Queen with any lead singer who isn't the inimitable Freddie Mercury will always be its own thing: Queen with [blank]. And any singer filling in the [blank] is ill-advised to try too hard to emulate Mercury because, like I said, it's not a thing that's possible. Adam Lambert, who's front-manning on the tour that kicked off last night at the United Center, is no Freddie Mercury—nor did he try to be. Nor should he. He's so completely his own flamboyant thing and he's amazing in his own right. He was reverent without relying on mimicry. I'd like to think Freddie would approve. The crowd sure seemed to.
Lambert came in second place when he competed on season eight of American Idol. Remember who beat him? ME NEITHER. (All right, it was this guy.) It was common consensus among people with brains that Lambert was robbed, but what a hearty last laugh he must be having now. Remember: Lambert sang "Bohemian Rhapsody" in his initial audition and was criticized by Simon Cowell for being "theatrical," like that's a bad thing. What do you do when you're theatrical? You front a band like Queen. That just five years later he's singing in arenas with one of the biggest bands in history, I mean, it's enough to move you to tears. Well, it was enough to move me to tears. Like, a couple of times.
The spectacle of it all was overwhelming. The stage's backdrop was a gigantic Q with a video screen in the center, used alternately to show footage of the band, close-ups of May's fingerwork, and, on a few songs, vintage Freddie footage. The Q's leg extended out beyond the stage like a catwalk into the crowd that ended in a circular platform. The whole set was so impressive looking, so meticulously crafted that it seemed mildly ironic when Lambert's microphone failed during the first song ("Now I'm Here"). It was small, easily remedied—another mike stand was mere feet away—but first show of the tour, a little fuckup can really cast a pall on the entire night. Lambert was mostly unfazed.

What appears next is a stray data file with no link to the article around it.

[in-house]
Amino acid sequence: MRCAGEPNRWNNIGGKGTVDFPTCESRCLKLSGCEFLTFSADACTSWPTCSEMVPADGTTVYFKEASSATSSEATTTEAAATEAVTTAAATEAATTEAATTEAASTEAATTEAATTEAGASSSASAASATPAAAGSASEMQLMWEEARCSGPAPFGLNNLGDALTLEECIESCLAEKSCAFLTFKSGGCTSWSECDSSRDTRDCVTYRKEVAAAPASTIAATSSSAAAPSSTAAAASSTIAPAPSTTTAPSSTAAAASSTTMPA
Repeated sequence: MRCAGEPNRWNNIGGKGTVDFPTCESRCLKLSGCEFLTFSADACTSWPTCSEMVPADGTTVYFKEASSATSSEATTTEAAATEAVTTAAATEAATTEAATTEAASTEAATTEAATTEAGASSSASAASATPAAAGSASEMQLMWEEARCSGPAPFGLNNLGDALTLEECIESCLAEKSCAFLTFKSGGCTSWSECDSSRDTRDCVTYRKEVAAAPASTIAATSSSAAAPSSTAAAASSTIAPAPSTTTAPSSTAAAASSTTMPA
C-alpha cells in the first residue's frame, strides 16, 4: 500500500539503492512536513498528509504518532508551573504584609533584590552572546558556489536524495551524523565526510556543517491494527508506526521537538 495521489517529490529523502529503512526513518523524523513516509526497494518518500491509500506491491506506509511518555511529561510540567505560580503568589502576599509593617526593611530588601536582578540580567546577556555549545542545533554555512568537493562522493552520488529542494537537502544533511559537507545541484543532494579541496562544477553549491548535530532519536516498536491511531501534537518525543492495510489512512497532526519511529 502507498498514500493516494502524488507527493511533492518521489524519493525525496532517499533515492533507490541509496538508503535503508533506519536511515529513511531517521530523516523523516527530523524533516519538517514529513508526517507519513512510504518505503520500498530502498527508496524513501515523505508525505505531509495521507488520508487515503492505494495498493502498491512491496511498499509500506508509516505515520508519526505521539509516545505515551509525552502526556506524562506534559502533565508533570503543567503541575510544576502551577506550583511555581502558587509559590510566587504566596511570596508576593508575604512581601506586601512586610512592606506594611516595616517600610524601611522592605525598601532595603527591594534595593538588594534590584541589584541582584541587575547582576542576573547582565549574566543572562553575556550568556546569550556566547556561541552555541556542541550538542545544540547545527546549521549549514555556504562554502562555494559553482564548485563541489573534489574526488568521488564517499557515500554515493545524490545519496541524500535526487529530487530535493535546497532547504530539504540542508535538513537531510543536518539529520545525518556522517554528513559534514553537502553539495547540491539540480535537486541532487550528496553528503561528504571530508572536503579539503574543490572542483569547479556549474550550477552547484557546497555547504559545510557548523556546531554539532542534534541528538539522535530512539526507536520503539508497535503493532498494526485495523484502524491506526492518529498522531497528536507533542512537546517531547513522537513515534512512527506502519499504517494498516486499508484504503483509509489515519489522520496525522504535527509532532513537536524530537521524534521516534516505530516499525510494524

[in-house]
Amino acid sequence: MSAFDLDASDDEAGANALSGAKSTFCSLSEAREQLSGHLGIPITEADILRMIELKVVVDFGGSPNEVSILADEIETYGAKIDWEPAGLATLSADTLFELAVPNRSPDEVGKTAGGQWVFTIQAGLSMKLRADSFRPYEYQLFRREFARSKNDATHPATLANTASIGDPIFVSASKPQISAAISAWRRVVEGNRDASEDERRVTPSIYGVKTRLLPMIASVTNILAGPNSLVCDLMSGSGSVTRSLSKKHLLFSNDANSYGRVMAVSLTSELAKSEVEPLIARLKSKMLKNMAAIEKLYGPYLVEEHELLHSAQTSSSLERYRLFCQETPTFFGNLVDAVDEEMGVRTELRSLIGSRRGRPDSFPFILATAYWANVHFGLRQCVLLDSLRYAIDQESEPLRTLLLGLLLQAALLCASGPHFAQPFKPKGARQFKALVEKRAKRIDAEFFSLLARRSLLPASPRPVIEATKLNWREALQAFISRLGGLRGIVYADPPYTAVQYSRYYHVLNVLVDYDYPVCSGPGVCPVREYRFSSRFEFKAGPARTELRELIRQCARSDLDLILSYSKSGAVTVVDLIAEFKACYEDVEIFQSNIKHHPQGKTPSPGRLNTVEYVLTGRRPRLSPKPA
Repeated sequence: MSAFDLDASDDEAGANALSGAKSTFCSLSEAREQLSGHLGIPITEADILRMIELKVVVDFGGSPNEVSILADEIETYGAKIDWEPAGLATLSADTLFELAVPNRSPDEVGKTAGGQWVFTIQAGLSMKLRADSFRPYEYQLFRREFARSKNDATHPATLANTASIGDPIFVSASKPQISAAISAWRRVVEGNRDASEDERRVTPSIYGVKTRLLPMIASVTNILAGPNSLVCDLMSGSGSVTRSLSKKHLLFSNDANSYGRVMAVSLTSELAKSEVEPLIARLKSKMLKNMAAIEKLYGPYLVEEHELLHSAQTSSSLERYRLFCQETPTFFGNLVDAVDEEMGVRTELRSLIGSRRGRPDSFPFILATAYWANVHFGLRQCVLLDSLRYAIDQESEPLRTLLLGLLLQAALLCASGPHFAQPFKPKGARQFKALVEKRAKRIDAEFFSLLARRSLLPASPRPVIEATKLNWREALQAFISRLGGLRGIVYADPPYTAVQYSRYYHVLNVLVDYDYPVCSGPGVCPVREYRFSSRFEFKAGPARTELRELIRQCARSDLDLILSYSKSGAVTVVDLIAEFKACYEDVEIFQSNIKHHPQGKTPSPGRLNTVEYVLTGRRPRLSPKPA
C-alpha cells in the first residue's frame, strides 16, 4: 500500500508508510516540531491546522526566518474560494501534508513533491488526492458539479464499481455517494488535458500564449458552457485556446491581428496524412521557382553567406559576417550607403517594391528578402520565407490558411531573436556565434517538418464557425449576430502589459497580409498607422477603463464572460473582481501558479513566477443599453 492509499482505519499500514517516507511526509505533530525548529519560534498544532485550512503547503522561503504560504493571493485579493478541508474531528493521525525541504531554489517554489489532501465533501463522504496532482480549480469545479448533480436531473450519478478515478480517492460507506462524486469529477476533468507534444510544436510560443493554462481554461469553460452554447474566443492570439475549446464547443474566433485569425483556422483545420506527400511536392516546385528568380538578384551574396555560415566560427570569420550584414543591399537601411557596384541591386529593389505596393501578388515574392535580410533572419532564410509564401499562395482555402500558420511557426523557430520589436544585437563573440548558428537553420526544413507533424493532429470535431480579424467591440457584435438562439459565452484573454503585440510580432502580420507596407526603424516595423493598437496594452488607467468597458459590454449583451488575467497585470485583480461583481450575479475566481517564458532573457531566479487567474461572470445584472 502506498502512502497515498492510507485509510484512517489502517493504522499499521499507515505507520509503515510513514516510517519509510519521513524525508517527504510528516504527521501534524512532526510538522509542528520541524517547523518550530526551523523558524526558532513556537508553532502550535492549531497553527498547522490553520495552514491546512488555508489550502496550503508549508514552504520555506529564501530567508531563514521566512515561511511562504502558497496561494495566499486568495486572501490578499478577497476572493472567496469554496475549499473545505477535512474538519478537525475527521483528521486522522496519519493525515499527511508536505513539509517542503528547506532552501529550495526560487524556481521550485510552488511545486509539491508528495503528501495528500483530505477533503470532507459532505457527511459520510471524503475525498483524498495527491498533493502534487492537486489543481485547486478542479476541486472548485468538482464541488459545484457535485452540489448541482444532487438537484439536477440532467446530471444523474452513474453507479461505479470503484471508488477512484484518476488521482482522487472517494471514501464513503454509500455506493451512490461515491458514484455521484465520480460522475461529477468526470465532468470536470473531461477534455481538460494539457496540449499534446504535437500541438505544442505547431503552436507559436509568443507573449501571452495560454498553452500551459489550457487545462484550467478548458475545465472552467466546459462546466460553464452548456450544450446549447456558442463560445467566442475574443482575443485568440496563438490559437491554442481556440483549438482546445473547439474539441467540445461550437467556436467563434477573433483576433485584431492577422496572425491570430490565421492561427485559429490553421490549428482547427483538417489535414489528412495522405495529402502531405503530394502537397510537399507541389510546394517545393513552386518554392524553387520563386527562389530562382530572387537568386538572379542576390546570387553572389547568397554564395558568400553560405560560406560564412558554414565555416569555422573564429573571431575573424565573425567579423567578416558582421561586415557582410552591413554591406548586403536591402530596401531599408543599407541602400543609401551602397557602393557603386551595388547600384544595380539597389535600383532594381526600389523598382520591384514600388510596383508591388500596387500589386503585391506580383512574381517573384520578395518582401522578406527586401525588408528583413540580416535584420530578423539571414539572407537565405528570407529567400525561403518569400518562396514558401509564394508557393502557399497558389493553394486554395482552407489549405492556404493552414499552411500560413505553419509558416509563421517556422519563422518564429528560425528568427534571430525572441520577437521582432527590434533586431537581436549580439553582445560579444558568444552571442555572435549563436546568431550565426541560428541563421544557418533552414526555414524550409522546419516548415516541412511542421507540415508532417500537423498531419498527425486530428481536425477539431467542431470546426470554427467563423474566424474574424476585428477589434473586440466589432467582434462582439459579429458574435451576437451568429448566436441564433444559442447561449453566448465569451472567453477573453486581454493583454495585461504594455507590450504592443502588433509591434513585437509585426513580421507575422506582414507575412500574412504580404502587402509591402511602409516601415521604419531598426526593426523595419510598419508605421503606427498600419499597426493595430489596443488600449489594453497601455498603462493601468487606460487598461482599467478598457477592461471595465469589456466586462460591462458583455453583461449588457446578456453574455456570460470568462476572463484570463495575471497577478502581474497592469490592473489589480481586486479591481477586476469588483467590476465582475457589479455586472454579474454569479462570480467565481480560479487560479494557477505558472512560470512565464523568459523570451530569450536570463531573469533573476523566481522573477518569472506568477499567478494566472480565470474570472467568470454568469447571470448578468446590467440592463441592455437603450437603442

By the fourth song, "Fat Bottomed Girls," he was good and loose. You know when Freddie instructs, "Get on your bikes and ride"? Lambert went with, "Now all you fat-ass bitches out there, get on your bikes and ride," which might've sounded crass had it not come from a man who wears glitter eyeliner. He really hammed/glammed it up for "Killer Queen," which he performed from a chaise lounge at the tip of the stage's protrusion. "Hey, Chicago. Look at my couch," he said, "It's really butch." He was being facetious.
Really, the greatest thrill was sharing air with May and Taylor (and 40,000 other people). May's hair has grown silver—and looks not unlike a really beautiful version of a barrister's wig—but his ability, incredibly, hasn't aged at all. The soaring tones and the staccato finger tapping that makes his guitar sound almost like a synth are spandex-tight. Taylor, also spry, showed off by engaging in a drum battle with his son. Lambert was at his best when he was belting—"Crazy Little Thing Called Love" was fine, but Christ, I wanna hear him swing for the fences. I could curl up and live the rest of my life in his upper register. A complaint: ending with "Bohemian Rhapsody" and encoring with "We Will Rock You" and "We Are the Champions" felt so obvious.
Actually two complaints, a thing I bet bands with massive catalogs never hear: they didn't play my favorite song. The chaise was cool, but someone get Lambert a piano.
Here's the entire set list from my sketchy phone notes:
"Now I'm Here"
"Stone Cold Crazy"
"Another One Bites the Dust"
"Fat Bottomed Girls"
"In the Lap of the Gods"
"Somebody to Love"
"I Want It All"
"Love of My Life (Brian May acoustic)"
"These are the Days of Our Lives (Roger Taylor sings)"
"Drum battle between Roger Taylor and his son (!)"
"Who Wants to Live Forever"
"Keep Yourself Alive"
"Tie Your Mother Down"
"Crazy Little Thing Called Love"
Encore: "We Will Rock You" and "We Are the Champions"